Wednesday, November 22, 2017

This Week: Book Sale! Plus, Giving Thanks for the Book on the Podcast + bare/bear

bare/bear
There are actually three words here. The simple one is the big growly creature (unless you prefer the Winnie-the-Pooh type). Hardly anyone past the age of 10 gets that one wrong. The problem is the other two. Stevedores bear burdens on their backs and mothers bear children. Both mean “carry” (in the case of mothers, the meaning has been extended from carrying the child during pregnancy to actually giving birth). But strippers bare their bodies—sometimes bare-naked. The confusion between this latter verb and “bear” creates many unintentionally amusing sentences; so if you want to entertain your readers while convincing them that you are a dolt, by all means mix them up. “Bear with me,” the standard expression, is a request for forbearance or patience. “Bare with me” would be an invitation to undress. “Bare” has an adjectival form: “The pioneers stripped the forest bare.”


____________ 

https://commonerrorspodcast.wordpress.com/

On the podcast this week, we celebrate Thanksgiving by giving lots of thanks for the book.

Wednesday, November 15, 2017

This Week: Book Sale! Plus, More on the Language of Politics on the Podcast + reactionary/reactive

reactionary/reactive
Many people incorrectly use “reactionary” to mean “acting in response to some outside stimulus.” That’s “reactive.” “Reactionary” actually has a very narrow meaning; it is a noun or adjective describing a form of looking backward that goes beyond conservatism (wanting to prevent change and maintain present conditions) to reaction—wanting to recreate a lost past. The advocates of restoring Czarist rule in Russia are reactionaries. While we’re on the subject, the term “proactive” formed by analogy with “reactive” seems superfluous to many of us. Use “active,” “assertive,” or “positive” whenever you can instead.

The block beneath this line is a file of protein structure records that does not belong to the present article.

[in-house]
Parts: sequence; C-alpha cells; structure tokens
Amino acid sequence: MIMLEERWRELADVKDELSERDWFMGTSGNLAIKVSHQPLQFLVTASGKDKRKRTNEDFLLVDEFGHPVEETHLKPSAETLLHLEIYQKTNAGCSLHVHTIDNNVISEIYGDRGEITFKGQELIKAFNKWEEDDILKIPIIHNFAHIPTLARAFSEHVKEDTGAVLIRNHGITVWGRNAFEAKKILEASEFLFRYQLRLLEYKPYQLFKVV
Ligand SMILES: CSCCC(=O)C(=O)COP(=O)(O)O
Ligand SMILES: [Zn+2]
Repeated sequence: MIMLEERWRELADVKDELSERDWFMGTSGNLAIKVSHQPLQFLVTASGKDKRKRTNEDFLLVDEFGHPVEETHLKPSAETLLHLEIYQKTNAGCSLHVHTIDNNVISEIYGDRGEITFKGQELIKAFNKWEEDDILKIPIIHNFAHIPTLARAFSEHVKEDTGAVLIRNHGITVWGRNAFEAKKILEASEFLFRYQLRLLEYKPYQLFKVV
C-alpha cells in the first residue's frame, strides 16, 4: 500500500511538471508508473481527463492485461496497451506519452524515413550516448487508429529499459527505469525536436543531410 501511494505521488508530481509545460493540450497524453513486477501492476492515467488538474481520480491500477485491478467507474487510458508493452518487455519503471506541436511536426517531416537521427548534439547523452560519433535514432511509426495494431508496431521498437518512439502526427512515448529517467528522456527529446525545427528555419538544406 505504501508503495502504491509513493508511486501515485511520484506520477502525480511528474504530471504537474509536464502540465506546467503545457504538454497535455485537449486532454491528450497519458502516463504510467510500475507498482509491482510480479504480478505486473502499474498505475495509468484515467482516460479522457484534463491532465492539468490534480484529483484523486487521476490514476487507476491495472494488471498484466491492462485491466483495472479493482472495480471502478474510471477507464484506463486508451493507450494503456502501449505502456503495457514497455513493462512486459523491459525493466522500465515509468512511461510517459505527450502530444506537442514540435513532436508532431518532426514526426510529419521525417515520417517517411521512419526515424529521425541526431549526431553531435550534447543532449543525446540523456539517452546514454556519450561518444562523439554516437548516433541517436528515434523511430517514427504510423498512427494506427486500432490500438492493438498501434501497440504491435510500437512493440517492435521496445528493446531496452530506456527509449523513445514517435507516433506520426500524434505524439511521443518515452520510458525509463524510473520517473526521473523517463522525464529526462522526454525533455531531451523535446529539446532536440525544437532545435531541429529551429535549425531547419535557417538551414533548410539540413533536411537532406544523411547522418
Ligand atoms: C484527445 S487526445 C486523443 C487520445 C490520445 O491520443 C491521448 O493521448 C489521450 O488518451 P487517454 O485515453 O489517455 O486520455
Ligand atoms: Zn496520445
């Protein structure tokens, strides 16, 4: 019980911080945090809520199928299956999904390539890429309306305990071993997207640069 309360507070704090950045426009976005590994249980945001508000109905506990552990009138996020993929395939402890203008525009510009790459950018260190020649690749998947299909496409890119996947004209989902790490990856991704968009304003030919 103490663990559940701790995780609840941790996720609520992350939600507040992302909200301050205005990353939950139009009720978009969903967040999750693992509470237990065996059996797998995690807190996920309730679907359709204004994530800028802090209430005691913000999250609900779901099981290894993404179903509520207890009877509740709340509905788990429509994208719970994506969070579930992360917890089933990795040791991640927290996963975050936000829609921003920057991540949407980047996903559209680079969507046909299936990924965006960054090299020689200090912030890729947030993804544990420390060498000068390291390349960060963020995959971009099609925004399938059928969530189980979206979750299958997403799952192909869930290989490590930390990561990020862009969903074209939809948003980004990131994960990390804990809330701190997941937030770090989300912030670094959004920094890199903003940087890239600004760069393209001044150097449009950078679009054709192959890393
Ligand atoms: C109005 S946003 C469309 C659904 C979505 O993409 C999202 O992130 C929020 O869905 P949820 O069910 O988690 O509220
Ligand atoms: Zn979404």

____________ 

Wednesday, November 8, 2017

This Week: Book Sale! Plus, More on the Language of Politics on the Podcast + socialize

socialize
People socialize at a party or on Facebook. Socialist governments socialize their economies. Sociologists speak of people being socialized into particular customs or groups. Animals can also be socialized. These are the main standard uses of “socialize.”

But people in the business world have developed a new meaning for “socialize”: to get people to agree with. Examples: “have them socialize the material with their work groups,” “we need to socialize the idea.” To nonspeakers of business jargon this sounds pretentious and silly.

____________ 

Wednesday, October 25, 2017

This Week: Book Sale! Plus, More on the Language of Politics on the Podcast + Romainian/Romanian

Romainian/Romanian
The ancient Romans referred to what we call “the Roman Empire” as Romania (roh-MAHN-ee-ya). The country north of Bulgaria borrowed this ancient name for itself. Older spellings—now obsolete—include “Roumania” and “Rumania.” But although in English we pronounce “Romania” roh-MAIN-ee-ya, it is never correct to spell the country’s name as “Romainia,” and the people and language are referred to not as “Romainian” but as “Romanian.”

Ancient Romans were citizens of the Roman empire, and today they are inhabitants of the city of Rome (which in Italian is Roma). Don’t confuse Romans with Romanians.

 
____________ 

Wednesday, October 18, 2017

This Week: Book Sale! Plus, More on the Language of Politics on the Podcast + oppress/repress

oppress/repress
Dictators commonly oppress their citizens and repress dissent, but these words don’t mean exactly the same thing. “Repress” just means “keep under control.” Sometimes repression is a good thing: “During the job interview, repress the temptation to tell Mr. Brown that he has toilet paper stuck to his shoe.” Oppression is always bad, and implies serious persecution.



____________ 

Wednesday, October 11, 2017

This Week: More on the Language of Politics on the Podcast + Democrat Party/Democratic Party

Democrat Party/Democratic Party
Certain Republican members of Congress have played the childish game in recent years of referring to the opposition as the “Democrat Party,” hoping to imply that Democrats are not truly democratic. They succeed only in making themselves sound ignorant, and so will you if you imitate them. The name is “Democratic Party.” After all, we don’t say “Republic Party.”



____________